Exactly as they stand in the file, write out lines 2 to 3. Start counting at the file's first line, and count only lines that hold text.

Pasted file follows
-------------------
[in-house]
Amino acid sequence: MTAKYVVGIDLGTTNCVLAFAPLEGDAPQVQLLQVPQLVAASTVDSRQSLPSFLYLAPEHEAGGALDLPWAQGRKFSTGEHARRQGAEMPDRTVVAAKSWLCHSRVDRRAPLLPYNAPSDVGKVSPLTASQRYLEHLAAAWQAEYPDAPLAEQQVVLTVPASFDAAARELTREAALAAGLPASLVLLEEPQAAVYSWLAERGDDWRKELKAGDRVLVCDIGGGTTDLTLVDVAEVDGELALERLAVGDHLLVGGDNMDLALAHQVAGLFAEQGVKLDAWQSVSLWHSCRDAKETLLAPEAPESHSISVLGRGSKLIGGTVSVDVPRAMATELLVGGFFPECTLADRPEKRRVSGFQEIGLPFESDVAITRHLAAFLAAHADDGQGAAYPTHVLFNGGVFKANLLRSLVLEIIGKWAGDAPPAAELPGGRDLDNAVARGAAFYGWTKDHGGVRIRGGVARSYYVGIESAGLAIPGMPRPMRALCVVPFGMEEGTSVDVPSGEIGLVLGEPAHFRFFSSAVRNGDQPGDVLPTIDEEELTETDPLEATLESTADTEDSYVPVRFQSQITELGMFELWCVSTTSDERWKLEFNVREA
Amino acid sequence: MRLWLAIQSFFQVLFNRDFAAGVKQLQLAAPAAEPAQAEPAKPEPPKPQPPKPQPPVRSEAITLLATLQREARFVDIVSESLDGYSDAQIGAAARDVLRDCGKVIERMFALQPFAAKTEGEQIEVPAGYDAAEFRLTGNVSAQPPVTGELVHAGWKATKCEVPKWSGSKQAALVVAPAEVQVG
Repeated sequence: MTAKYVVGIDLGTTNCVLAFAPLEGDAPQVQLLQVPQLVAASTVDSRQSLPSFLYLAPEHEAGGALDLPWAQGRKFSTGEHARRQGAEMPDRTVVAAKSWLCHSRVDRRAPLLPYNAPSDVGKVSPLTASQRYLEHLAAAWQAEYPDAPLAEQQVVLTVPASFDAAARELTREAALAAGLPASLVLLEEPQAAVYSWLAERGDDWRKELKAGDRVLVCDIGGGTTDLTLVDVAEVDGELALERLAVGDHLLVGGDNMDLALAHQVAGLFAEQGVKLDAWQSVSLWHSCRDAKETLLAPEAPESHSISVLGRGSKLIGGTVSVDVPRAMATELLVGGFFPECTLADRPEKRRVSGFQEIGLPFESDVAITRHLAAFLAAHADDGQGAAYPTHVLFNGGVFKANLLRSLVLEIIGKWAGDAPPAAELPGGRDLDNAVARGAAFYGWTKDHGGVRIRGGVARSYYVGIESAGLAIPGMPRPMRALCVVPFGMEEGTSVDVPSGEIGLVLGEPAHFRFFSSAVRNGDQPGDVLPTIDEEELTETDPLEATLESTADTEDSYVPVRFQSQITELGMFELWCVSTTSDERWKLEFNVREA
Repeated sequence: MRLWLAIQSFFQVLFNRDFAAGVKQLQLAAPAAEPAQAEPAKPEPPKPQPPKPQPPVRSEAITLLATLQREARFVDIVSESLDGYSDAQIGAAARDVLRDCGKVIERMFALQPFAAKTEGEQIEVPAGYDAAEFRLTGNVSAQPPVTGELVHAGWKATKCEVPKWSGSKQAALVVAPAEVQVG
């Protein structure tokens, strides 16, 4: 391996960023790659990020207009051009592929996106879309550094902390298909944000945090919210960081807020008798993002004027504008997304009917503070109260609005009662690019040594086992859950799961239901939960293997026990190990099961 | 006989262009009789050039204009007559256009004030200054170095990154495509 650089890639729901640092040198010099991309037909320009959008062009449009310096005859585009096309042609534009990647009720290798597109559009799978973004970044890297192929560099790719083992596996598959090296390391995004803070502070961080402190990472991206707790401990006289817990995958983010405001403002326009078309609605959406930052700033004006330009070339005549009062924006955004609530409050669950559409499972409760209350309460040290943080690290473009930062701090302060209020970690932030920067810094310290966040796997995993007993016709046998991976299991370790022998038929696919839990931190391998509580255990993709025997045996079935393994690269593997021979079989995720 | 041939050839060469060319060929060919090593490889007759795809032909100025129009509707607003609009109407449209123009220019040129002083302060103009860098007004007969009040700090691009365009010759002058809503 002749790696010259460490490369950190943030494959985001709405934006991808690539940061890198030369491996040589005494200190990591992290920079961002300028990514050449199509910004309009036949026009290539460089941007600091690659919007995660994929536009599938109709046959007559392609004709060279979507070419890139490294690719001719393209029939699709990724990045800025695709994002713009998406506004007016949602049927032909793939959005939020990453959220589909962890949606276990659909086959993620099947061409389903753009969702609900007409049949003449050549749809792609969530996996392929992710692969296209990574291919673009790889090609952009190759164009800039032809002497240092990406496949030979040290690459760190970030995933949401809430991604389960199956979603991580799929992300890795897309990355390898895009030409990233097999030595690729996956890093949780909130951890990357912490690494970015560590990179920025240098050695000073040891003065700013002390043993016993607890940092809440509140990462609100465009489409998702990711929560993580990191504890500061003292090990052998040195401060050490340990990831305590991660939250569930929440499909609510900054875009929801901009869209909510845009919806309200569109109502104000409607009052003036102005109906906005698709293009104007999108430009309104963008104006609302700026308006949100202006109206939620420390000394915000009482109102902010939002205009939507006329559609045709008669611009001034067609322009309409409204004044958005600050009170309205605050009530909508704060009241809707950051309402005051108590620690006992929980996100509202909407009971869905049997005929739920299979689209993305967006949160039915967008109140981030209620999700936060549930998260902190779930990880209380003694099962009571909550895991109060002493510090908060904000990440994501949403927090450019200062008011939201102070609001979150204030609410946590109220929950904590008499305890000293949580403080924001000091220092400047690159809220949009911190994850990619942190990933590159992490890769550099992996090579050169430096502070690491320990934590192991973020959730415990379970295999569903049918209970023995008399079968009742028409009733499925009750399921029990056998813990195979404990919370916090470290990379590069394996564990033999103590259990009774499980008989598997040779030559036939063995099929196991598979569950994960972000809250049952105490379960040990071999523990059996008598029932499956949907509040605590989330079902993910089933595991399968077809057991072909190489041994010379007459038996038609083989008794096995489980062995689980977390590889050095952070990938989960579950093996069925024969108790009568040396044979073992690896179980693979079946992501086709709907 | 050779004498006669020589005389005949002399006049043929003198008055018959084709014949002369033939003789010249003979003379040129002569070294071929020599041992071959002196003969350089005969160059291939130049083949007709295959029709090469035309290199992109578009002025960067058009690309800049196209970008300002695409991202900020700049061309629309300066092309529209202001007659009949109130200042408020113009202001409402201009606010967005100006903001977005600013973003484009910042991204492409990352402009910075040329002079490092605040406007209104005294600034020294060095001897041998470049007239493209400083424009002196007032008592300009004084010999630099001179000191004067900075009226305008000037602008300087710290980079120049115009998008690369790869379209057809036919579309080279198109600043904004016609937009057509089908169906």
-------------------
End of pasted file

Amino acid sequence: MTAKYVVGIDLGTTNCVLAFAPLEGDAPQVQLLQVPQLVAASTVDSRQSLPSFLYLAPEHEAGGALDLPWAQGRKFSTGEHARRQGAEMPDRTVVAAKSWLCHSRVDRRAPLLPYNAPSDVGKVSPLTASQRYLEHLAAAWQAEYPDAPLAEQQVVLTVPASFDAAARELTREAALAAGLPASLVLLEEPQAAVYSWLAERGDDWRKELKAGDRVLVCDIGGGTTDLTLVDVAEVDGELALERLAVGDHLLVGGDNMDLALAHQVAGLFAEQGVKLDAWQSVSLWHSCRDAKETLLAPEAPESHSISVLGRGSKLIGGTVSVDVPRAMATELLVGGFFPECTLADRPEKRRVSGFQEIGLPFESDVAITRHLAAFLAAHADDGQGAAYPTHVLFNGGVFKANLLRSLVLEIIGKWAGDAPPAAELPGGRDLDNAVARGAAFYGWTKDHGGVRIRGGVARSYYVGIESAGLAIPGMPRPMRALCVVPFGMEEGTSVDVPSGEIGLVLGEPAHFRFFSSAVRNGDQPGDVLPTIDEEELTETDPLEATLESTADTEDSYVPVRFQSQITELGMFELWCVSTTSDERWKLEFNVREA
Amino acid sequence: MRLWLAIQSFFQVLFNRDFAAGVKQLQLAAPAAEPAQAEPAKPEPPKPQPPKPQPPVRSEAITLLATLQREARFVDIVSESLDGYSDAQIGAAARDVLRDCGKVIERMFALQPFAAKTEGEQIEVPAGYDAAEFRLTGNVSAQPPVTGELVHAGWKATKCEVPKWSGSKQAALVVAPAEVQVG